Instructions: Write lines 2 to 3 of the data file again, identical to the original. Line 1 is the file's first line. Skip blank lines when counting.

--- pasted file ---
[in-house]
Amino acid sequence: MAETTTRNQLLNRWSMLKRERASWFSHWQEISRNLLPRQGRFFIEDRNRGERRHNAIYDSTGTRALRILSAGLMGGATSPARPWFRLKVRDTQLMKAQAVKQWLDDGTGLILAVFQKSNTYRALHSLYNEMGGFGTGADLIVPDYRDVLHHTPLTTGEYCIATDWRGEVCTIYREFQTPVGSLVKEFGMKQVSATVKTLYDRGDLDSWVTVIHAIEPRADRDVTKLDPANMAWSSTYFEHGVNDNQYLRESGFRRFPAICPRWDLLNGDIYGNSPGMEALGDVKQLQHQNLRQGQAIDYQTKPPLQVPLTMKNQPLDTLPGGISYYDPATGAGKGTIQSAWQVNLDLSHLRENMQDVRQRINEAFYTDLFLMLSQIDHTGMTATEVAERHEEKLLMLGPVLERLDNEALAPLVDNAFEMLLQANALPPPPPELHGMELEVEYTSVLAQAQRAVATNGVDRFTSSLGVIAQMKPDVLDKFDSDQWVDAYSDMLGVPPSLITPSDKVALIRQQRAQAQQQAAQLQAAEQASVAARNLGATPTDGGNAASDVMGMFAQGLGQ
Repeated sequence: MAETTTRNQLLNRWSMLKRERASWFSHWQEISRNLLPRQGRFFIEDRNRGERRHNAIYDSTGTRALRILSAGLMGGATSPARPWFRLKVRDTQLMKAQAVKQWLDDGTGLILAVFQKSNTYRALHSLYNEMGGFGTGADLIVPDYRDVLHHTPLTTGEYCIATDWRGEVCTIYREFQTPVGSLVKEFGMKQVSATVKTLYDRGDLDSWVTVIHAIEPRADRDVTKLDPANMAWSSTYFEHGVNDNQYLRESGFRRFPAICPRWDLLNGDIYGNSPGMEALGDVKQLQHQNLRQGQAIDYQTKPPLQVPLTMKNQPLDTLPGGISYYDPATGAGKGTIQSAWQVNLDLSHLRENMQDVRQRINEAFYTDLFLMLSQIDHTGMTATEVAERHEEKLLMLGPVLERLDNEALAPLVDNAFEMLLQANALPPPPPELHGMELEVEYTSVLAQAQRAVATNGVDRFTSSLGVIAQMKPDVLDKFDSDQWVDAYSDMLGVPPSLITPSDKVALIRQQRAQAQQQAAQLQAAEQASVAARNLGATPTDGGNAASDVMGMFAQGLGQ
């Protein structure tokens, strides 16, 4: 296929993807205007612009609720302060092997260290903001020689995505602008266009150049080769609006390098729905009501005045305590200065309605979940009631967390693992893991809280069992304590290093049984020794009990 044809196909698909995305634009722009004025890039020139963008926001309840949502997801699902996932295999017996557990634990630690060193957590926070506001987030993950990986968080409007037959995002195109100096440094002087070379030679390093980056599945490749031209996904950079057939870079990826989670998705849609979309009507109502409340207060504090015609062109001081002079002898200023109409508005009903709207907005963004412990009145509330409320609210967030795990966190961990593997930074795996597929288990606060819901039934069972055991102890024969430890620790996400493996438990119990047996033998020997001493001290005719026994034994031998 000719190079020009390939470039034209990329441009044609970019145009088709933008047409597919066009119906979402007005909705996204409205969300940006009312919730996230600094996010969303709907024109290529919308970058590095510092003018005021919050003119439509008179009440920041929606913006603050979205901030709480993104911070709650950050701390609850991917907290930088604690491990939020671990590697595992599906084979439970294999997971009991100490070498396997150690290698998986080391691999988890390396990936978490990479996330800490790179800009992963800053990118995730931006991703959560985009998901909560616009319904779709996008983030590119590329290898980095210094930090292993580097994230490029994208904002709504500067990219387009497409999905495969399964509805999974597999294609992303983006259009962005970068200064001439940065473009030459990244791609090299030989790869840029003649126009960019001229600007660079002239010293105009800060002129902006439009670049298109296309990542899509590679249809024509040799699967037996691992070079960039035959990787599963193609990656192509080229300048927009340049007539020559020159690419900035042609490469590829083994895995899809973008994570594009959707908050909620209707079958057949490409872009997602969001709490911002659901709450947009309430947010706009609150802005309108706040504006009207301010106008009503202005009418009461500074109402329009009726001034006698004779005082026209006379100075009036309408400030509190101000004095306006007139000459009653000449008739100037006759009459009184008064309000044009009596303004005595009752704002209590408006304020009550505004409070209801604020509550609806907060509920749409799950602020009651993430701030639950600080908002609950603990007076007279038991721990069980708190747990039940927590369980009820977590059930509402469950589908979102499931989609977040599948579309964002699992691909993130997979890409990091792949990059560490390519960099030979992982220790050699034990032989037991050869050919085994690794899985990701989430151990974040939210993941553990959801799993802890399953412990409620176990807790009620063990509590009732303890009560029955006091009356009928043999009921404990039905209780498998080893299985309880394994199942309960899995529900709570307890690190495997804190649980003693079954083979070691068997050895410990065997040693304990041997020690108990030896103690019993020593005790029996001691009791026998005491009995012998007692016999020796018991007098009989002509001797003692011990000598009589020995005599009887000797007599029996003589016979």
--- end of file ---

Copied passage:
Amino acid sequence: MAETTTRNQLLNRWSMLKRERASWFSHWQEISRNLLPRQGRFFIEDRNRGERRHNAIYDSTGTRALRILSAGLMGGATSPARPWFRLKVRDTQLMKAQAVKQWLDDGTGLILAVFQKSNTYRALHSLYNEMGGFGTGADLIVPDYRDVLHHTPLTTGEYCIATDWRGEVCTIYREFQTPVGSLVKEFGMKQVSATVKTLYDRGDLDSWVTVIHAIEPRADRDVTKLDPANMAWSSTYFEHGVNDNQYLRESGFRRFPAICPRWDLLNGDIYGNSPGMEALGDVKQLQHQNLRQGQAIDYQTKPPLQVPLTMKNQPLDTLPGGISYYDPATGAGKGTIQSAWQVNLDLSHLRENMQDVRQRINEAFYTDLFLMLSQIDHTGMTATEVAERHEEKLLMLGPVLERLDNEALAPLVDNAFEMLLQANALPPPPPELHGMELEVEYTSVLAQAQRAVATNGVDRFTSSLGVIAQMKPDVLDKFDSDQWVDAYSDMLGVPPSLITPSDKVALIRQQRAQAQQQAAQLQAAEQASVAARNLGATPTDGGNAASDVMGMFAQGLGQ
Repeated sequence: MAETTTRNQLLNRWSMLKRERASWFSHWQEISRNLLPRQGRFFIEDRNRGERRHNAIYDSTGTRALRILSAGLMGGATSPARPWFRLKVRDTQLMKAQAVKQWLDDGTGLILAVFQKSNTYRALHSLYNEMGGFGTGADLIVPDYRDVLHHTPLTTGEYCIATDWRGEVCTIYREFQTPVGSLVKEFGMKQVSATVKTLYDRGDLDSWVTVIHAIEPRADRDVTKLDPANMAWSSTYFEHGVNDNQYLRESGFRRFPAICPRWDLLNGDIYGNSPGMEALGDVKQLQHQNLRQGQAIDYQTKPPLQVPLTMKNQPLDTLPGGISYYDPATGAGKGTIQSAWQVNLDLSHLRENMQDVRQRINEAFYTDLFLMLSQIDHTGMTATEVAERHEEKLLMLGPVLERLDNEALAPLVDNAFEMLLQANALPPPPPELHGMELEVEYTSVLAQAQRAVATNGVDRFTSSLGVIAQMKPDVLDKFDSDQWVDAYSDMLGVPPSLITPSDKVALIRQQRAQAQQQAAQLQAAEQASVAARNLGATPTDGGNAASDVMGMFAQGLGQ